“FOR LOVE”

‘For Love’ exposes the link between residential schools and the 29,000 Indigenous children and youth in Canada’s child welfare system.

“The horrors of residential schools are finally starting to be understood by non-Indigenous Canadians and Americans,” says producer Mary Teegee. “I wanted this movie to create awareness about the generational trauma caused by residential schools. But it also celebrates the resilience of our people, and shows how communities across the country are rebuilding family connections and rich cultures.”

150,000 children attended residential schools until the last one closed in 1997. Prime Minister Justin Trudeau has condemned them as ‘cultural genocide.’ Indigenous youth are seven times more likely to commit suicide than other young Canadians.

FOR LOVE is a film of resilience and resurgence. Colonization has led to many adverse impacts on the Indigenous population of Canada – most significantly on familial and societal structures. Due to colonial regimes, Indigenous children are vastly overrepresented in the child welfare system. In 2018, the Minister of Indigenous Affairs deemed the issue “a humanitarian crisis.”

Travelling across the country, Indigenous people tell their heartbreaking stories to reveal the atrocities inflicted by the Canadian child welfare system. The film shines a light on what is happening right now. It details the horrors of the past and reveals how Indigenous communities are taking back jurisdictional control of their children in order to ensure that their unique and diverse cultures are preserved for generations to come.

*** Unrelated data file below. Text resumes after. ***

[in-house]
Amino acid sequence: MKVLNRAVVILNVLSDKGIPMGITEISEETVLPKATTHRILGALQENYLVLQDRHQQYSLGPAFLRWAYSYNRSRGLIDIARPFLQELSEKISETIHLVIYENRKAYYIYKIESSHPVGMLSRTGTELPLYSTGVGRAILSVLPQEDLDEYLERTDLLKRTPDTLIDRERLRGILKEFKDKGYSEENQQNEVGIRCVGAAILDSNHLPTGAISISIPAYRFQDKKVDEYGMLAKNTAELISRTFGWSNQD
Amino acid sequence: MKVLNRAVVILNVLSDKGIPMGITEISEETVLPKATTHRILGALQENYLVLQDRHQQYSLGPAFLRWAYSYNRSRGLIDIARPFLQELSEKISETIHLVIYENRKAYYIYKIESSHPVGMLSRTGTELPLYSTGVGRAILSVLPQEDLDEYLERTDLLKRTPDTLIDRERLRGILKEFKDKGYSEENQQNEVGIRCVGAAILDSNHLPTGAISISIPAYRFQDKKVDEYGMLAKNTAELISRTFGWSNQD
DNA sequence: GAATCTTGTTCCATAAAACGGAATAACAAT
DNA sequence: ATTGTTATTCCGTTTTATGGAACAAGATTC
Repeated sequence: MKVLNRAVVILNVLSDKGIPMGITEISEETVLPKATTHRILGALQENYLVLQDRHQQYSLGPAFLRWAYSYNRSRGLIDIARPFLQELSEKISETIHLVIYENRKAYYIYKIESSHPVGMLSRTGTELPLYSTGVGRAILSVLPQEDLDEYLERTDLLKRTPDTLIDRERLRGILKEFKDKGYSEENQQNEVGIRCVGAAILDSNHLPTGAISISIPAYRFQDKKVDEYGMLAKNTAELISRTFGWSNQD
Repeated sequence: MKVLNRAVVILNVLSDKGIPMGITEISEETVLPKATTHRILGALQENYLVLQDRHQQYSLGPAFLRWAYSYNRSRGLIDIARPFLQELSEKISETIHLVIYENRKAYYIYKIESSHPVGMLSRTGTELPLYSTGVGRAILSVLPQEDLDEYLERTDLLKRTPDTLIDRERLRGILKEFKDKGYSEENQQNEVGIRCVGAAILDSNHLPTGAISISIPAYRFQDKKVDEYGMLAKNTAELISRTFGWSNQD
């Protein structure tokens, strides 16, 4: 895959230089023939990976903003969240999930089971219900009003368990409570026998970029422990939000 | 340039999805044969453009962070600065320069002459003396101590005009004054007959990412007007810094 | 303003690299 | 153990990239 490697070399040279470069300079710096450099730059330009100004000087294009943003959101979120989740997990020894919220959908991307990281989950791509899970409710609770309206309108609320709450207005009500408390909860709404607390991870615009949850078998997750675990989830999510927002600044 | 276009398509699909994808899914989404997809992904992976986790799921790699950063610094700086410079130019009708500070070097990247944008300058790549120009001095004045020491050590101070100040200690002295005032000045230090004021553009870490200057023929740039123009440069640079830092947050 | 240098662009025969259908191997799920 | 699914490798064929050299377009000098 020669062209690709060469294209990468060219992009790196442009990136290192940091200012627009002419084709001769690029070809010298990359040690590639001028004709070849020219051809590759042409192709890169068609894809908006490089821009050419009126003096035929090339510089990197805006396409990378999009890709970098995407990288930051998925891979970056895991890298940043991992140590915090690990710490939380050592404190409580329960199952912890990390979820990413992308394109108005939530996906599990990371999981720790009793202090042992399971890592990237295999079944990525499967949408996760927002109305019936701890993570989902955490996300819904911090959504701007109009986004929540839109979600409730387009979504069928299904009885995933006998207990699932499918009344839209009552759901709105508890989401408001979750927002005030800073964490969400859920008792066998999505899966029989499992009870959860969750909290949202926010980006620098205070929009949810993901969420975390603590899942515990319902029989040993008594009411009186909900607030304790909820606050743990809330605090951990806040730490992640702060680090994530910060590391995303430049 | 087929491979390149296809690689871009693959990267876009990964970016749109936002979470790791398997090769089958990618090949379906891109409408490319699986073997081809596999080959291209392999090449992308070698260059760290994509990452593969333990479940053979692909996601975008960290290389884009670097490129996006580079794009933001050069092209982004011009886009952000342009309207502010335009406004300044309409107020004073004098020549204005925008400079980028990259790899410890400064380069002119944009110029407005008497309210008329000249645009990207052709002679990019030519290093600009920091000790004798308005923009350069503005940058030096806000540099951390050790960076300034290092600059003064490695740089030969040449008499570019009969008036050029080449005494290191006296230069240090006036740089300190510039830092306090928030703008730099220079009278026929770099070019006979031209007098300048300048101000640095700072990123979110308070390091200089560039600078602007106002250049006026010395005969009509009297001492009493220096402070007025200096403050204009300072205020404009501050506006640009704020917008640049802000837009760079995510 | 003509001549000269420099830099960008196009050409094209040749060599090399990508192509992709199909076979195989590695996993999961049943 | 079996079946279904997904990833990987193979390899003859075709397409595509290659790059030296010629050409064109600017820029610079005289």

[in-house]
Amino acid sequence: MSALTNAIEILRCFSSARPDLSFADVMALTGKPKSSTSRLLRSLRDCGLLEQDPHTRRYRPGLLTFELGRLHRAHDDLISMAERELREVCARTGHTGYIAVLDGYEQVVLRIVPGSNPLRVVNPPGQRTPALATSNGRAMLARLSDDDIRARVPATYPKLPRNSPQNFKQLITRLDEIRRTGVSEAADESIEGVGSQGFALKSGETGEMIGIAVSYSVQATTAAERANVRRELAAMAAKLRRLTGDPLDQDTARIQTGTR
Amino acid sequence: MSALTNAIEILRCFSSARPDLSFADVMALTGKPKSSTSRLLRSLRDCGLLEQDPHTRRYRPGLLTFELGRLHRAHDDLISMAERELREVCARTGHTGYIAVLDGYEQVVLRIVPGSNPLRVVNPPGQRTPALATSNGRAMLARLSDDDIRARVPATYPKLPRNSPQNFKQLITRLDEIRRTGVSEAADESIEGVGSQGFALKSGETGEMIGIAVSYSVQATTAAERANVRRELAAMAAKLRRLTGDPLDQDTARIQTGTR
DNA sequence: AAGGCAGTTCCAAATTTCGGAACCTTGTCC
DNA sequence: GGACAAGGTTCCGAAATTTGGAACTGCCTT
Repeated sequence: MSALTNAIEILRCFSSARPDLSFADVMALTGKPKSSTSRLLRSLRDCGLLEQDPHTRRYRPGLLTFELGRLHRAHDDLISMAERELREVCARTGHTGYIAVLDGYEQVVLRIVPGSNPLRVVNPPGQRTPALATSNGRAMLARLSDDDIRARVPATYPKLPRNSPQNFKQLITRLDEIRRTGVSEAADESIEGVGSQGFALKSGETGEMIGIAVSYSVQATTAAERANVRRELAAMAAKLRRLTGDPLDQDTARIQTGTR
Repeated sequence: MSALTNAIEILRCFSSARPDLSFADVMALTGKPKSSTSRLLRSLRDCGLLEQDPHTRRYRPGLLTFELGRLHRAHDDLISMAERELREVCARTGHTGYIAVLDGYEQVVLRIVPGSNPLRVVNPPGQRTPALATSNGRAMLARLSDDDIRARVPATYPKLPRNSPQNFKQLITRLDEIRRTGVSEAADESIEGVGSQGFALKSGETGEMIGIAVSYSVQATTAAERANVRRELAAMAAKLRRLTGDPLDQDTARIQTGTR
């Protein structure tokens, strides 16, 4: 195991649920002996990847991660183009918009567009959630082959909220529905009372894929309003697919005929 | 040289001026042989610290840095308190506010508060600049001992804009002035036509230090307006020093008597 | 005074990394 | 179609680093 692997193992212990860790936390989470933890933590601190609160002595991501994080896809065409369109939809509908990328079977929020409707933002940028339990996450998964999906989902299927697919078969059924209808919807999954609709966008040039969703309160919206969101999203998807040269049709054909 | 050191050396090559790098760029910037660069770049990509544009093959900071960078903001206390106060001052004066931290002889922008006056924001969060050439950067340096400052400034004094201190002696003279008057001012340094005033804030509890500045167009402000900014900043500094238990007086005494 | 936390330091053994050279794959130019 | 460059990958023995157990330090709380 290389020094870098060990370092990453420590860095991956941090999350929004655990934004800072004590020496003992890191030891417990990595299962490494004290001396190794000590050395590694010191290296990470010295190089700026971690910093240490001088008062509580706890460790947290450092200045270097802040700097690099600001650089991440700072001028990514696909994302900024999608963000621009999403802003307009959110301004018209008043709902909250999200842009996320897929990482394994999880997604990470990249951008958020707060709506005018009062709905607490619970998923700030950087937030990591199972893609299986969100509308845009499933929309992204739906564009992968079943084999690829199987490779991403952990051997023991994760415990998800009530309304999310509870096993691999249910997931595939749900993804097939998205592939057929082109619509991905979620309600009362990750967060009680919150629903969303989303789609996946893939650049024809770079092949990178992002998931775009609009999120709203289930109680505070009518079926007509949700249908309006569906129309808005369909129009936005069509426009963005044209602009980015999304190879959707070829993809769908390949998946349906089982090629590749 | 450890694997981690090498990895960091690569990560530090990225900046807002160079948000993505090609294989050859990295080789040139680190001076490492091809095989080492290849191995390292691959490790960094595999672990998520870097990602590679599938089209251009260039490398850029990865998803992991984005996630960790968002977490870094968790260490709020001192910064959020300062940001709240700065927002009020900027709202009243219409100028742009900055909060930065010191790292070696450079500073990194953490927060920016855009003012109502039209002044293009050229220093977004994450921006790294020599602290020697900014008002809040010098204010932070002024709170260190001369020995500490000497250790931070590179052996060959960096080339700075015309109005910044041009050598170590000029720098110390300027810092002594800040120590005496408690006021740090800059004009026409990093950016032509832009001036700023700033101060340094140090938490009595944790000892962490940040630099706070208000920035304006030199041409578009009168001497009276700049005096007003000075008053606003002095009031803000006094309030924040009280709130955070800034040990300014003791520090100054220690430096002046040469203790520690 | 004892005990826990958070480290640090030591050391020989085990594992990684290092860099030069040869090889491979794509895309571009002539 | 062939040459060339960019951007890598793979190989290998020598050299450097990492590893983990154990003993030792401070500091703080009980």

Awakening a revived respect for the matriarchal system, we learn about the need to preserve traditional practices, land-based activities and grass roots initiatives in order to keep having a positive impact on children and families – not only reducing the number of apprehensions, but also renewing Indigenous pride.


“HIGHWAY OF TEARS”

“Highway of Tears” is about the missing or murdered women along a 724 kilometer stretch of highway in northern British Columbia. None of the 18 cold-cases since the 1960’s had been solved, until project E-Pana (a special division of the RCMP) managed to link DNA to Portland drifter, Bobby Jack Fowler with the 1974 murder of 16 year-old hitchhiker, Colleen MacMillen.

“WHY HAVEN’T THE KILLERS BEEN FOUND? IS THIS THE WORK OF ONE OR SEVERAL SERIAL KILLERS?”

In Canada, over 600 Aboriginal women have been reported missing or been murdered since the 1960s. Viewers will discover what the effects of generational poverty, residential schools, systemic violence, and high unemployment rates have done to First Nations reserves and how they tie in with the missing and murdered women in the Highway of Tears cases. Aboriginal women are considered abject victims of violence.

Now find out what First Nations leaders are doing to try and swing the pendulum in the other direction.